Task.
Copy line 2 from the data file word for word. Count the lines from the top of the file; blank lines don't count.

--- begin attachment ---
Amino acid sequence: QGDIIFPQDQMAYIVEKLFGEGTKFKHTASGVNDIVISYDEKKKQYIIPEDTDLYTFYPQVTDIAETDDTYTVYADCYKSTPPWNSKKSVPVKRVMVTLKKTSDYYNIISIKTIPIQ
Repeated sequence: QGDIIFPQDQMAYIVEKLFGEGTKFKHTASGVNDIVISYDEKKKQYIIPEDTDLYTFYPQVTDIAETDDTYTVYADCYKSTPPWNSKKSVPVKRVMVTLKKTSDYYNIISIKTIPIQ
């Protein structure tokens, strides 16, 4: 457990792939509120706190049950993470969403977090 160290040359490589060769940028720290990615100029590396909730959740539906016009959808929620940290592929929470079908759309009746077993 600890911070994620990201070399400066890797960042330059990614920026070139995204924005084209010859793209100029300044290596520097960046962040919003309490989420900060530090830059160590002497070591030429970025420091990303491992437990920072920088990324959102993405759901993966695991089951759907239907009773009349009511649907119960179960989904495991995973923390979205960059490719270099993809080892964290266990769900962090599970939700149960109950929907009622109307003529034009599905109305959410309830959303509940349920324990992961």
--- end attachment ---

Repeated sequence: QGDIIFPQDQMAYIVEKLFGEGTKFKHTASGVNDIVISYDEKKKQYIIPEDTDLYTFYPQVTDIAETDDTYTVYADCYKSTPPWNSKKSVPVKRVMVTLKKTSDYYNIISIKTIPIQ